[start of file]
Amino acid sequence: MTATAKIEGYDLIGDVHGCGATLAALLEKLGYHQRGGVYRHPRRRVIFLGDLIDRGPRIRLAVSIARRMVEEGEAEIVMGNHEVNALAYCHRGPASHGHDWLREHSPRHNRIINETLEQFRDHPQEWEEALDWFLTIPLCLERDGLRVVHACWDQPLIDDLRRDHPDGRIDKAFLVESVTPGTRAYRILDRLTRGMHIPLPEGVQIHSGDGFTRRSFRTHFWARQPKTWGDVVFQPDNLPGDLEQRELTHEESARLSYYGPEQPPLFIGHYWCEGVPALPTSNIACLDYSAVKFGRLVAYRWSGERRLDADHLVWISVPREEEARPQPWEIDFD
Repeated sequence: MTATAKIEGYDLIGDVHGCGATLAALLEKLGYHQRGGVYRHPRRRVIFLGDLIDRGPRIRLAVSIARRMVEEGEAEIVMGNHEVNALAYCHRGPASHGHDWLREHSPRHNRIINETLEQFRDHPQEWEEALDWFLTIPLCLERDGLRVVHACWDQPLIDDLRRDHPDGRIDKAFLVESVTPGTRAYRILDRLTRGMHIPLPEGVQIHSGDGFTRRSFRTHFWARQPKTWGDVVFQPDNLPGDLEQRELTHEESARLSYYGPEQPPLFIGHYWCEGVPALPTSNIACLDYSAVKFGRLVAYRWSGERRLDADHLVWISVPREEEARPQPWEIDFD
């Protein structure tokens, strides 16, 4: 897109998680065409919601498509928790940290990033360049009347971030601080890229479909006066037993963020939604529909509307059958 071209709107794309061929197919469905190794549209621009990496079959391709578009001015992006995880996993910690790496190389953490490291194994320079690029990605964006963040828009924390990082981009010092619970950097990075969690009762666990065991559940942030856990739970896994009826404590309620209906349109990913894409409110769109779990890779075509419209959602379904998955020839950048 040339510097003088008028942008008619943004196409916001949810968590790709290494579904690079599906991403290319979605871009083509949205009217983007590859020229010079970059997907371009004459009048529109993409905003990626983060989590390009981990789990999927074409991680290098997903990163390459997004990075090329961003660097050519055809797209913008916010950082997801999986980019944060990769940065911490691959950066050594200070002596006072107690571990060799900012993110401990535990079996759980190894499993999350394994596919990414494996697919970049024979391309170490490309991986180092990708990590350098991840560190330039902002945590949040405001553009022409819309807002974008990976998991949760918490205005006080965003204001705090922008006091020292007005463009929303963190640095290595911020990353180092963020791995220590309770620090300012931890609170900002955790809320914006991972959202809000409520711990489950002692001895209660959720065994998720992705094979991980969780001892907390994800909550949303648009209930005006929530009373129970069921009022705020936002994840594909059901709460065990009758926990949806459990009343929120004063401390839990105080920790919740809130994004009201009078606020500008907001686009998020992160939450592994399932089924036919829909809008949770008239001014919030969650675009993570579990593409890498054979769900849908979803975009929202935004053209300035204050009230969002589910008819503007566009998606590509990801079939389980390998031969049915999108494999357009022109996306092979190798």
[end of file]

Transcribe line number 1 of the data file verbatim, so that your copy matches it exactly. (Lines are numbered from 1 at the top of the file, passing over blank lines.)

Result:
Amino acid sequence: MTATAKIEGYDLIGDVHGCGATLAALLEKLGYHQRGGVYRHPRRRVIFLGDLIDRGPRIRLAVSIARRMVEEGEAEIVMGNHEVNALAYCHRGPASHGHDWLREHSPRHNRIINETLEQFRDHPQEWEEALDWFLTIPLCLERDGLRVVHACWDQPLIDDLRRDHPDGRIDKAFLVESVTPGTRAYRILDRLTRGMHIPLPEGVQIHSGDGFTRRSFRTHFWARQPKTWGDVVFQPDNLPGDLEQRELTHEESARLSYYGPEQPPLFIGHYWCEGVPALPTSNIACLDYSAVKFGRLVAYRWSGERRLDADHLVWISVPREEEARPQPWEIDFD